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Men role models in the fight against negative masculinity

To spread the message across the nation, Pro-Femmes/Twese Hamwe in partnership with CARE International Rwanda organized a 3 moth’s campaign which started in October 3rd and ended on December 10, a strategic moment as the world celebrated the International Human Rights Day.

Further, door-to-door visits from 100 exemplary married men (role models) between 25-39 of age from EVC are targeted another 800 men to challenge existing social norms that prevent women and girls’ engagement in public spaces, including Imihigo planning and budgeting.Men aged between 25-39 old in EVC areas have been reached with messages persuading them to support women’s participation in public areas.
Aline Murekatete, Pro-Femmes/Twese Hamwe’sEVC project coordinator and other PFTH team, have been touring national radio and television stations discussing the issues pertaining to women’s empowerment.

According to Murekatete men should not celebrate when they confine their wives at home with no access to public spaces.

“No man should be proud that a woman’s role is doing domestic chores. A noble man gives a woman a noble place in public to interact with others and participate in various programs,” Murekatete mentioned.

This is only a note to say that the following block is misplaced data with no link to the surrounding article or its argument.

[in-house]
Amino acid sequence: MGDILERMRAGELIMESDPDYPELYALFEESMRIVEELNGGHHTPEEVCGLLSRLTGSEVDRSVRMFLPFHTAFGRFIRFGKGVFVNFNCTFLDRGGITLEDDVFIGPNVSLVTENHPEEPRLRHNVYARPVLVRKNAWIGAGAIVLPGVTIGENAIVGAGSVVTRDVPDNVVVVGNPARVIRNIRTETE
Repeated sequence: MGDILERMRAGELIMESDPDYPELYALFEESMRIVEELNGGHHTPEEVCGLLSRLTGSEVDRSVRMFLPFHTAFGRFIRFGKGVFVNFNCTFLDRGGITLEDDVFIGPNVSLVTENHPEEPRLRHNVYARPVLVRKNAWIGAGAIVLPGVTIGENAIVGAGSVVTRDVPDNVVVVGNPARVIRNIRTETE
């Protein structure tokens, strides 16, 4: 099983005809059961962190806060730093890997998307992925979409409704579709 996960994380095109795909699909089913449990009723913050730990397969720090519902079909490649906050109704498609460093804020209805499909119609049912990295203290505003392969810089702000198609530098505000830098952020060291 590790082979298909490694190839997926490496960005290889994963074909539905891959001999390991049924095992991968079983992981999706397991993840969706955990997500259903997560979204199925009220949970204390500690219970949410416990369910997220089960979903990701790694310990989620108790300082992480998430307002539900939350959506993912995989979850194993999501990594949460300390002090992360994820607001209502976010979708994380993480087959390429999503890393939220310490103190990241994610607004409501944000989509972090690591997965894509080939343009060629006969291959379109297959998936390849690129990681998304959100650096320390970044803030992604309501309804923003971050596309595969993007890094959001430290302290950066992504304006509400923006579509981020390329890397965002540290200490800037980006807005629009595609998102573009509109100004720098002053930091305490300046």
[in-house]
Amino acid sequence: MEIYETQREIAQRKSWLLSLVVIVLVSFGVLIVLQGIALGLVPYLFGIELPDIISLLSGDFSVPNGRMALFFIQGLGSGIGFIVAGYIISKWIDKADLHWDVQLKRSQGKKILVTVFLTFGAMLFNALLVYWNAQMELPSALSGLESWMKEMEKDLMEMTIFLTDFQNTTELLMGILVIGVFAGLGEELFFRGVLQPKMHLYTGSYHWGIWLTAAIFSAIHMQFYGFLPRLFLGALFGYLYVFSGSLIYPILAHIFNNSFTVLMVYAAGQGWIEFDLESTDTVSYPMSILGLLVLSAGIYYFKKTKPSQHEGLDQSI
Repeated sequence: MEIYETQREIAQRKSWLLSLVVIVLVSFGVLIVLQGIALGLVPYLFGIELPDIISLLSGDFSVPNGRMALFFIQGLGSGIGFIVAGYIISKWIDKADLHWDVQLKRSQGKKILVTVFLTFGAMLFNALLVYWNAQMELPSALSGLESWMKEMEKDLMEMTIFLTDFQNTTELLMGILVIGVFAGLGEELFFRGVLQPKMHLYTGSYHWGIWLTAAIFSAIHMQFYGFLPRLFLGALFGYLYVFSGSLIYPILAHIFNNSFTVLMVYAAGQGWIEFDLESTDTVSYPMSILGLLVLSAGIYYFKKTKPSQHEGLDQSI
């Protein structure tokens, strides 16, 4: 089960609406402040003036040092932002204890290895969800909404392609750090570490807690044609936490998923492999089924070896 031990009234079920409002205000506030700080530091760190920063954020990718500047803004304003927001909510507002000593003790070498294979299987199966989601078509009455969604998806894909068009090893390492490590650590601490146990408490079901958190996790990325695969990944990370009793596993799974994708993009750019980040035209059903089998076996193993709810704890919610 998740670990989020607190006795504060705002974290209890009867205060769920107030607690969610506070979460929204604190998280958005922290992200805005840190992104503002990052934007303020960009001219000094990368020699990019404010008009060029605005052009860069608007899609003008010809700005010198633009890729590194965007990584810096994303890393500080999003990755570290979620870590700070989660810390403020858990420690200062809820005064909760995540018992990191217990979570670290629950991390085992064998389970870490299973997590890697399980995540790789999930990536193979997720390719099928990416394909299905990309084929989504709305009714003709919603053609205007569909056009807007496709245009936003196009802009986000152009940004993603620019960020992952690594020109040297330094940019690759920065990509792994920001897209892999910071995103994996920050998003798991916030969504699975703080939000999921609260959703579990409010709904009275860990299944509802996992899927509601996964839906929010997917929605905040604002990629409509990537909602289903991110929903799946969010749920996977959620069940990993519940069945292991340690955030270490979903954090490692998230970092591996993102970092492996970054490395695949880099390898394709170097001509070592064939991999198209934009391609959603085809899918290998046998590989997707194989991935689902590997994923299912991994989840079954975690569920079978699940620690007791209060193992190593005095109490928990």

Jean Claude Kayigamba, the Governance technical advisor at CAREInternational Rwandasaidthat the project has identified 100 role model men who have mobilizedmore than 800 men to change their behavior.

The aim is for those men to gradually change others to “engage men to become partners and allies of women.”
“When women are at the center of everything, we are sure we are dealing with underlining issues of poverty,”Kayigamba says.

TwishimeMpabuka is a father of four who had never been able to help his wife with farm activities because he could spent the entire of his time-consuming beer bars.
The man, who lives in theMukingo sector of Nyanza district with his family, says he is now a changed man who even helps his wife with household chores. He has changed his perceptions and behaviors thanks to lessons he learnt through EVC project.

“All my assets were dwindling as I spent every harvest in a bar. My wife didn’t have a voice in my home,” the 45-year old man regrets with a sigh with joy as the project helped him change from worse to better.

Since January 2016, Pro-Femmes/ Twese Hamwe in partnership with CARE International Rwanda — through CARE Netherlands and funded by the Netherlands Ministry of Foreign Affairs –has been implementing the Every Voice Counts (EVC) project. The project is being implemented in 5 districts of the Southern province namelyMuhanga, Kamonyi, Nyanza, Ruhango and Huye.